I have a set of pressure data at a sampling rate of 262144 Hz for 3 seconds making it 786432 samples of pressure data. I want to plot a curve of the SPL (sound pressure level) vs frequency. I first converted pressure data to SPL using $20\log_{10}(P/P_{ref})$ and performed a 4096 point FFT for the 192 segments of data and averaged them.

However, I couldn't get the required SPL values in decibels. Was the approach correct? If not, could you please point out the mistake in my approach?

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    $\begingroup$ You will almost certainly want to do the FFT before you convert to decibels, not after. $\endgroup$ – Oliver Charlesworth Jan 2 '12 at 12:31
  • $\begingroup$ However, this is not a programming question. Once you know what maths you want to do, then programming it should be easy (if it's not, then ask a specific question). $\endgroup$ – Oliver Charlesworth Jan 2 '12 at 12:31
  • $\begingroup$ programming is not an issue at all..so you want me to do a fft of the pressure data and then do the SPL calculations? $\endgroup$ – Fayaaz Hussain Jan 2 '12 at 12:57

The steps will be, in this order:

  • apply window function (e.g. Hann or Hamming)
  • calculate FFT
  • calculate magnitude of FFT (sqrt(re*re+im*im))
  • convert magnitude to dB (20*log10(magnitude))
  • apply combined correction/calibration factors (window function compensation, FFT factor of N scaling if needed, factor of 2 for symmetric FFT, Pref calibration, etc) - this can just be a single dB correction value that you add to the dB magnitude values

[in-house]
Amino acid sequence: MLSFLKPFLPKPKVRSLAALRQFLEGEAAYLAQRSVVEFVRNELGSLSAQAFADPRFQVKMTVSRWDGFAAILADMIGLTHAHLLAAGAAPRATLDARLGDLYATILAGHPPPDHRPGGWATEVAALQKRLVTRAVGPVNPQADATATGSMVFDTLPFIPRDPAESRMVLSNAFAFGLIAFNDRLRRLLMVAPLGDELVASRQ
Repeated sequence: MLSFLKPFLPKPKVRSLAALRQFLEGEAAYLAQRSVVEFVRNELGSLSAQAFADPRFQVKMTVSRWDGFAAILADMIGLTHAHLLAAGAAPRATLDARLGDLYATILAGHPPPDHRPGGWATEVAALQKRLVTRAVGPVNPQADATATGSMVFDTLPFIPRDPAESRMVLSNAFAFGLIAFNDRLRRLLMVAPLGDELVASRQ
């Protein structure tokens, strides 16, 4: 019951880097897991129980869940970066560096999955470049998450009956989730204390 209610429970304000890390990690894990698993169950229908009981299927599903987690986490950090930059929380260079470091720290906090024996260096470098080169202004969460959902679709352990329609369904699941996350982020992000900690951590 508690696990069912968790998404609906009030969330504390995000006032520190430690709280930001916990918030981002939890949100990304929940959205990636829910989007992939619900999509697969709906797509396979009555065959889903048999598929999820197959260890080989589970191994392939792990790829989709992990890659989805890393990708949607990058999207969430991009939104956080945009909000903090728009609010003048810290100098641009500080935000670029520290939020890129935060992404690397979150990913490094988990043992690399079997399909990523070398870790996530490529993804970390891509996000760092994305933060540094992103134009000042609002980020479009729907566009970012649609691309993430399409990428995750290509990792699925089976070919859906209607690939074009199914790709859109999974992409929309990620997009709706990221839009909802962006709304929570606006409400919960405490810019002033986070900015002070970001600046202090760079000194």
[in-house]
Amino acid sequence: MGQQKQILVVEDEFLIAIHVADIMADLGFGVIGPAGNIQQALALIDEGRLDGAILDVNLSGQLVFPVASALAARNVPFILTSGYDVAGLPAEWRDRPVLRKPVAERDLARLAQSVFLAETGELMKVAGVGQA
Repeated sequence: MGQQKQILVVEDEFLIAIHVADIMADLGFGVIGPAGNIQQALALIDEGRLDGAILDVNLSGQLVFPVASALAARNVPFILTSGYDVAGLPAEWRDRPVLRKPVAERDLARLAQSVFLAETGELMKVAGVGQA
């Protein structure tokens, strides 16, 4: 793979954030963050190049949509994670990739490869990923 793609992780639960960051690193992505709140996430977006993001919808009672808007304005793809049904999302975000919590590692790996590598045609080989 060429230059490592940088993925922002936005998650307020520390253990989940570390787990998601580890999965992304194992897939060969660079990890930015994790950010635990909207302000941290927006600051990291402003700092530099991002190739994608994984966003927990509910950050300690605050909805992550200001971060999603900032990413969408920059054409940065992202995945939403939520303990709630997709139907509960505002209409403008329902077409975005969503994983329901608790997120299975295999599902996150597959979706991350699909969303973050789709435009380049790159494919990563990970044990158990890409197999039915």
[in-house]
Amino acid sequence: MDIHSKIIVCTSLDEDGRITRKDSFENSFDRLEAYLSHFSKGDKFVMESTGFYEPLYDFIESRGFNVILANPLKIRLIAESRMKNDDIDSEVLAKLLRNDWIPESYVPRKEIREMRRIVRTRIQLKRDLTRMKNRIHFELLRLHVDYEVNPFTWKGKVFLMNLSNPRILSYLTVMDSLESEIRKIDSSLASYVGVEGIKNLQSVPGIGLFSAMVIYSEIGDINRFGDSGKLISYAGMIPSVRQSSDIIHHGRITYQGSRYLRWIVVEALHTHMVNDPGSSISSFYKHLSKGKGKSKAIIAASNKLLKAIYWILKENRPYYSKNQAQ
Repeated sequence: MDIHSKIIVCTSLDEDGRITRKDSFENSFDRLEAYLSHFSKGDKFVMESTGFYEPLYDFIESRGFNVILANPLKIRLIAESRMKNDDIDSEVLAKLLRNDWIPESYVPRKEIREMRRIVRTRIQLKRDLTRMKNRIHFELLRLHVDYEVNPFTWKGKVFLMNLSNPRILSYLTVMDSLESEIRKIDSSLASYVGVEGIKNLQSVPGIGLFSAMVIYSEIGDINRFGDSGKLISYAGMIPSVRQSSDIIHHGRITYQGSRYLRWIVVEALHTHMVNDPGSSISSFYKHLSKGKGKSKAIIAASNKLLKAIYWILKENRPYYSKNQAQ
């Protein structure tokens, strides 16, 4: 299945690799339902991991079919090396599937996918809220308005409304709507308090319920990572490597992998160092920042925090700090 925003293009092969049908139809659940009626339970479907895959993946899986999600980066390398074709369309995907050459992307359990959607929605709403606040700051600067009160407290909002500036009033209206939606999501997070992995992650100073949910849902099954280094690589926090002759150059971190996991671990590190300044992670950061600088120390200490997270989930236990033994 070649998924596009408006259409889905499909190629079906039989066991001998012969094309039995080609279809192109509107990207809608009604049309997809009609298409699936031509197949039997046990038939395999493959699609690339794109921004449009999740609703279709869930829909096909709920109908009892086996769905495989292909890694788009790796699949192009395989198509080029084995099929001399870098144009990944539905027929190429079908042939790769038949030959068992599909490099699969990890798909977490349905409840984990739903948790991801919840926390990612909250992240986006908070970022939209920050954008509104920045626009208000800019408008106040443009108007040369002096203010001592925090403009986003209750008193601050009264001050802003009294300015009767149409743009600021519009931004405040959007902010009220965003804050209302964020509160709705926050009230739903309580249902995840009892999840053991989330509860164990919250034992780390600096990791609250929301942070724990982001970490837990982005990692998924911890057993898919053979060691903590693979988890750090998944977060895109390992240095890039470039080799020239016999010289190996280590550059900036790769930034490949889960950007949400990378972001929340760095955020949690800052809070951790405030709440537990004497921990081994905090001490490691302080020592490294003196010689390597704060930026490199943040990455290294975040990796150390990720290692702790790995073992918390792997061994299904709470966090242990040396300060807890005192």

If your Pref calibration data varies with frequency (e.g. microphone with non-flat frequency response) then it's a little more complicated than the above, but the same basic principles apply.

Note also that if you want weighted dB SPL (e.g. A weighting) then you'll also need to apply the relevant frequency dependent weighting corrections.

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    $\begingroup$ @Dilip Sarwate: yes, you can get rid of the sqrt and compensate for this in the dB calculation - note that I had a typo there previously - it's normally 20*log10(magnitude) but of course you can just make this 10*log10(magnitude_squared). I deliberately didn't include this optimisation in the interest of clarity. $\endgroup$ – Paul R Jan 3 '12 at 17:56

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